I followed her down a short flight of stone steps into another section of the park. It looked much like the part we’d just come from, with more stone pathways and benches. Sitting on a bench a few yards away was a middle aged woman in a white blouse and black skirt with her brown hair swirled up on her head. Pacing nearby was a man in a dark suit with a cell phone pressed to his ear.

“Mommy!” Natasha shrieked in delight. The woman looked up in surprise as Natty ran toward her. I stood, uncertain what to do, and watched as Natty flung her arms around her mother’s legs and beamed up at her.

“Why, honey, what happened?” Natty’s mother asked, still looking surprised. “I thought you were on the swing set playing with your friends?”

“They left,” Natty said, scowling. “And daddy wasn’t there either!” She turned to glare at the man who’d just gotten off his phone. His blond hair was the same color as his daughter’s, though his eyes were green instead of blue.

“I’m sorry, sweetheart,” he said, walking over to where Natty still clung to her mother’s skirt. “I had to come talk to mommy about something. I thought Erin would watch you until I got back.”

Natty sniffed disdainfully. “Well, she didn’t. She was in a hurry to leave because ‘something came up’ and rushed off with Ada before I realized you were gone too!”

“I’m sorry,” Natty’s father said again. He crouched down next to her and opened his arms to her. She pretended to ignore him.

“Well, we’re here now, honey,” her mother soothed, stroking Natty’s hair. “You came and found us just like the big girl you are.”

Deciding it was probably about time for me to leave, I took a couple steps back and turned to go. Her mother must have caught the movement, because she turned her head and looked at me, the surprised expression crossing her face again. “Oh, hello?”

Natasha glanced up as her mother spoke and grinned. Breaking away from her parents she skipped over to me. “This is my friend!” she said happily. She clamped an iron hand onto one of the bracelets I was wearing, and since I didn’t much fancy either losing the bracelet or injuring my wrist, I allowed her to drag me toward her parents.

Natty’s father stood up as we approached, both adults staring at me in obvious astonishment. Under his dark suit jacket, Natty’s father was wearing a collar. Not like the black choker collar I had on. His was a black and white clerical affair that stood up stiffly around his neck. I wished I could disappear into my boots, but knew it was a lost cause. There was nothing unnoticeable about me.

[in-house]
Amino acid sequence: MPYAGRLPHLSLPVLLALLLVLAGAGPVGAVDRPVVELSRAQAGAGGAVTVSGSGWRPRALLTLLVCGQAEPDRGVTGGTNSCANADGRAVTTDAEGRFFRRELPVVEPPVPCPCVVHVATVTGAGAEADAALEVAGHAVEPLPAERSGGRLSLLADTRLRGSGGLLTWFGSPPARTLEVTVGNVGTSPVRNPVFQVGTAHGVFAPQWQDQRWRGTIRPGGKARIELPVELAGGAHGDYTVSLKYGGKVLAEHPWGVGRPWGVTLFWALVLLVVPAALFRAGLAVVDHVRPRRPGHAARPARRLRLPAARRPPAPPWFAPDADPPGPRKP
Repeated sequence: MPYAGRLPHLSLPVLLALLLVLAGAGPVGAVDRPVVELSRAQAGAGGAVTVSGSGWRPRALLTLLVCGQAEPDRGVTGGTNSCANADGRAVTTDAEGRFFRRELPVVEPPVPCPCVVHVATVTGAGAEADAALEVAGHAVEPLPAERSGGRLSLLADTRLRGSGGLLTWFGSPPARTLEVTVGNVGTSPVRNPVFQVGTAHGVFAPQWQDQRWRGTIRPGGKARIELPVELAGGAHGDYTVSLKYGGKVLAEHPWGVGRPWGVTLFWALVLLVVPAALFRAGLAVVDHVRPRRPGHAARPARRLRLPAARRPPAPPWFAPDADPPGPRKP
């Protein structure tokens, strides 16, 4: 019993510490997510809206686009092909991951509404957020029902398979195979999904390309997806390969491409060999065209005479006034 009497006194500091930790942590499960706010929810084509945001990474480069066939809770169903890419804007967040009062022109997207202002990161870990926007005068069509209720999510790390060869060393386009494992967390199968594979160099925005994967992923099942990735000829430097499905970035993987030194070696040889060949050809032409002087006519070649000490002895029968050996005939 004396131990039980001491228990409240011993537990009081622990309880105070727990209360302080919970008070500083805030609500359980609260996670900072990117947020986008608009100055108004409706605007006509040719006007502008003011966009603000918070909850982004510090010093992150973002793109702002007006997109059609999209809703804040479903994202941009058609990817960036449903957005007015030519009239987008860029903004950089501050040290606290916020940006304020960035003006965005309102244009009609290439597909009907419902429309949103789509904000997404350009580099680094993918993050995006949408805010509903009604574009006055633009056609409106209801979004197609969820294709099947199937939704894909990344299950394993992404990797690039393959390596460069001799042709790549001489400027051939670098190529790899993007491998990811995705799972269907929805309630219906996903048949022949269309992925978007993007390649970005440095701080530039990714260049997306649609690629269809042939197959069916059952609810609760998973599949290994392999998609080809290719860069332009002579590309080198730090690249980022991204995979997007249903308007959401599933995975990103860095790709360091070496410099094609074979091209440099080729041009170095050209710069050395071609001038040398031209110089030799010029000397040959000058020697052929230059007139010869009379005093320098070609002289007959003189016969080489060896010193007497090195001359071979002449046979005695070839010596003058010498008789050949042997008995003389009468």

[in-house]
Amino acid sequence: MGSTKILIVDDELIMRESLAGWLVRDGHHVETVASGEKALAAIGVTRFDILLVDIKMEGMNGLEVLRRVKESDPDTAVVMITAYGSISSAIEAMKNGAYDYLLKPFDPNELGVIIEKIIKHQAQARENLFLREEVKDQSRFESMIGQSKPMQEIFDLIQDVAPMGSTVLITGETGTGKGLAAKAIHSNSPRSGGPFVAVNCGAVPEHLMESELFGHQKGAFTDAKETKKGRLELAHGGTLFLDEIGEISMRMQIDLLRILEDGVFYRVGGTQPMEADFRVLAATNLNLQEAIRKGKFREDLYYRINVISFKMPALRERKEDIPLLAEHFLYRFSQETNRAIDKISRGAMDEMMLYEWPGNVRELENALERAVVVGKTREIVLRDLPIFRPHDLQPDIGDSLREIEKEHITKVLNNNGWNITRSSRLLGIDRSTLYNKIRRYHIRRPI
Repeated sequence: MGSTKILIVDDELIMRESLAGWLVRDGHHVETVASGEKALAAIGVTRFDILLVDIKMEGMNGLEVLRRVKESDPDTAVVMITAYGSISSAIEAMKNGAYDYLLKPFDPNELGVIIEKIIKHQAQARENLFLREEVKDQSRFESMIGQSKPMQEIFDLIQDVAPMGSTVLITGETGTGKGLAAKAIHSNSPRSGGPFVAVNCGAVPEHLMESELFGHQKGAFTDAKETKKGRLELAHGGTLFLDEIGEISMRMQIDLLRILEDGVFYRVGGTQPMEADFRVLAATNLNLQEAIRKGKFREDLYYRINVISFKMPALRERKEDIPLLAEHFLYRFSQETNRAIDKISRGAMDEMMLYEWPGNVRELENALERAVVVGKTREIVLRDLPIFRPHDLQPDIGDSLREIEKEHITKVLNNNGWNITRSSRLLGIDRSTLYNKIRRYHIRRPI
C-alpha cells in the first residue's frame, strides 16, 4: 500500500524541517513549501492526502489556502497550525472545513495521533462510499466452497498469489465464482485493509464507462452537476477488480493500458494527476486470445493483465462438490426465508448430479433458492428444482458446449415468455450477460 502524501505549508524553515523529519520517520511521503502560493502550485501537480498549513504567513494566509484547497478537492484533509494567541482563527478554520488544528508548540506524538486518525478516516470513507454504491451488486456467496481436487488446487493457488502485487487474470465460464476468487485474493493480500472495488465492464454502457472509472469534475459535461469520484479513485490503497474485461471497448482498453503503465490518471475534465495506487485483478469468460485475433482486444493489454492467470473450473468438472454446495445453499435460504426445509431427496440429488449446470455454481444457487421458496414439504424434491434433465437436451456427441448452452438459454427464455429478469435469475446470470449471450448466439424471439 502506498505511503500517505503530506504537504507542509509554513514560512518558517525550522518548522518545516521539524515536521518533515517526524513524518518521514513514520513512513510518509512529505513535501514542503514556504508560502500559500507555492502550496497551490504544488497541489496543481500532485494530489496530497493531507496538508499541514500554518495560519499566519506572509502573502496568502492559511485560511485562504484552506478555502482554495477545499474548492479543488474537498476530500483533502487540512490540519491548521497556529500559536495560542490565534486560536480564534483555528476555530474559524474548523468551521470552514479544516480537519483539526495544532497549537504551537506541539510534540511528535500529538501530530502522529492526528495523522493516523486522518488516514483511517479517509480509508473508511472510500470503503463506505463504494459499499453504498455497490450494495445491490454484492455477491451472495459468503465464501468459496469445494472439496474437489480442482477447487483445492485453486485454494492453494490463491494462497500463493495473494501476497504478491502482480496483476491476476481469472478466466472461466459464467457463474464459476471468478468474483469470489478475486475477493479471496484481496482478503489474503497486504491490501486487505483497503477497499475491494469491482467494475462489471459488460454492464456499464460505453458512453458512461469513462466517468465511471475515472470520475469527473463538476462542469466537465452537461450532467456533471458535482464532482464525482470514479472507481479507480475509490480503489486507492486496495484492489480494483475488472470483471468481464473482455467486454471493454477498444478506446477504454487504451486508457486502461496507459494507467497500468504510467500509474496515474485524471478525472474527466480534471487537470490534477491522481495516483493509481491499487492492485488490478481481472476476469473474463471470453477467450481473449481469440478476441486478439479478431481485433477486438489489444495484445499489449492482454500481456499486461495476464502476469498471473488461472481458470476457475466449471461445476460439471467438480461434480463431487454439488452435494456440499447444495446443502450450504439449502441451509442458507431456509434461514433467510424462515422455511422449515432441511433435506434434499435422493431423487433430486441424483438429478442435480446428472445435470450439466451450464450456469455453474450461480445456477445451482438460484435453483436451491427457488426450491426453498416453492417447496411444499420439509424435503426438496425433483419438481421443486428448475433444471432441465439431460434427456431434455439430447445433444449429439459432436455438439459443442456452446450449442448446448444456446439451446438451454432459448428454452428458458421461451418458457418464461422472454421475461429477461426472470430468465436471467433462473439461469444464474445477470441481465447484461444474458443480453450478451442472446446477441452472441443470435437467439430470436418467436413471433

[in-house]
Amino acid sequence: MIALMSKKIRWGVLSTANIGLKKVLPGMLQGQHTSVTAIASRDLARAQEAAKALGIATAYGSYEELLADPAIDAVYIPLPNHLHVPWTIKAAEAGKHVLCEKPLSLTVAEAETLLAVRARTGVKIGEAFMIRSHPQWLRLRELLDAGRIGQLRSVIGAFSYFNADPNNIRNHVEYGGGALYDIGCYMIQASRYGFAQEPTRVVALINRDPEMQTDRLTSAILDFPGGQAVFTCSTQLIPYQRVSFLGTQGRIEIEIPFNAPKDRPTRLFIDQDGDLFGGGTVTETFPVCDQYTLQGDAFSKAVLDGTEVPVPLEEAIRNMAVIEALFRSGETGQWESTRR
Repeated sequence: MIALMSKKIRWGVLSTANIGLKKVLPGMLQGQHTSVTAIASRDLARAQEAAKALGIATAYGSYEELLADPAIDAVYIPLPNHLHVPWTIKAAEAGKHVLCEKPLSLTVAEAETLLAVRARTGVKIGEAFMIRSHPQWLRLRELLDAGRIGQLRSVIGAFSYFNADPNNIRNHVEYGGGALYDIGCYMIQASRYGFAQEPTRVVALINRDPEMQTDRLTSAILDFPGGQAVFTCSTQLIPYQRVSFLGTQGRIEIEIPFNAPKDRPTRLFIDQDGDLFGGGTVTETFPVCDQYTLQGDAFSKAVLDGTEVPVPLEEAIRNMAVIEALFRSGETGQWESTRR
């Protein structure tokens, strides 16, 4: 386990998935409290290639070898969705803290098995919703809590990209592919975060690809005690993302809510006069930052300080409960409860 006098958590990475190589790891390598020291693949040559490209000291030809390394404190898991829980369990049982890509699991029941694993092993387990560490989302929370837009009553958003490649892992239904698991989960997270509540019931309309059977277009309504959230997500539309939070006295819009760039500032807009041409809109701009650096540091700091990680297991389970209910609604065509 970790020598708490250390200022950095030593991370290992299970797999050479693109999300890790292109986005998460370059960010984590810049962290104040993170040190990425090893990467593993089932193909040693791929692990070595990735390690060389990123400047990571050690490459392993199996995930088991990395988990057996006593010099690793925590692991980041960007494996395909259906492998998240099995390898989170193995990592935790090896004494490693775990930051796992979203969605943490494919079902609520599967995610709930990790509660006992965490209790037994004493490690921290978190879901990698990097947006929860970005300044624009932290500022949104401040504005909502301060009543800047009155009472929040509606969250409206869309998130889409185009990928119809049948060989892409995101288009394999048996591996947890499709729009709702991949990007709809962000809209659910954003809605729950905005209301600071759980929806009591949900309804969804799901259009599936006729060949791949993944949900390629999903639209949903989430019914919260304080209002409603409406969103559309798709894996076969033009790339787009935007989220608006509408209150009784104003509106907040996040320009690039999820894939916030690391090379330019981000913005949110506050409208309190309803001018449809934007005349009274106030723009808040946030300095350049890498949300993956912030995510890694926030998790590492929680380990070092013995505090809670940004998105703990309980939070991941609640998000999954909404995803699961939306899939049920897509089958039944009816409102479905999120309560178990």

“Who’s this?” Natty’s father asked as his daughter stopped in front of him, beaming with delight.

“Jimmy Martins!” Natty piped up before I could say anything. “He helped me cross the street.” She shot another reproachful look at her father, while I tried unsuccessfully to tug my wrist away from her.

“Ah.” Her father looked back at me with his piercing green eyes. “Hello, Jimmy,” he greeted me.

“Uh, hi…” I fidgeted with the pink heart pendent on my choker, remembered too late I was trying not to draw attention to my attire, and hurriedly dropped my hand.

Natty’s father extended a hand toward me. “I’m Darren Quincy, Natasha’s father.” His lips curved up in a smile on the last part. Cautiously, I reached out and shook hands with him.

“I’m Natty’s mother, Selene.” Natty’s mother had risen from the bench and come over to where we stood. She smiled, a genuine friendliness in her eyes. “Thank you for bringing Natty over. I’m sorry if she was a bother to you.”

“Ah, yes.” Darren Quincy coughed and rubbed at the back of his head self-consciously. “I suppose I should know better than to trust Erin—she’s our neighbor. She’s very…scattered though.” He gave me a lopsided smile, that would have been heartbreakingly attractive if he were twenty years younger.

“It’s fine.” I bit my lip and tried to twist out of Natty’s grasp again. “I was just waiting on, um, a friend… We were going to meet up in the park.” I gestured vaguely with my free hand.

Apparently pleased that we were all getting along, Natty finally let me loose. She darted over to a flower bed and began hunting around for something. “Natty!” her mother scolded. “What are you doing?” She chased after her wayward daughter, leaving Darren Quincy and me standing uncertainly by the park bench.

“Well, I wouldn’t want to keep you from your engagements,” Darren said. “Thank you for humoring Natty and coming over with her.”

“It wasn’t a problem, really,” I said, shrugging my shoulders. I took a few steps back and turned to go, just as Natty raced over. “For you!” she exclaimed, skidding to a stop in front of me. She offered me a large maple leaf, presumably from one of the trees nearby in the park.

I reached down and took the leaf from her hand, turning it over to inspect it. “You like it?” Natty asked anxiously.

I smiled at her. “Yes, thank you. It’s very pretty.” The leaf really was pretty; it was a deep fall red with an almost purple hue to it. It must have just fallen from the tree today, because it was still intact and perfectly shaped. Natty clapped her hands together and beamed with delight.

Her father chuckled and shook his head in bemusement. “She really is taken with you,” he told me. “Natty doesn’t usually like strangers this much.”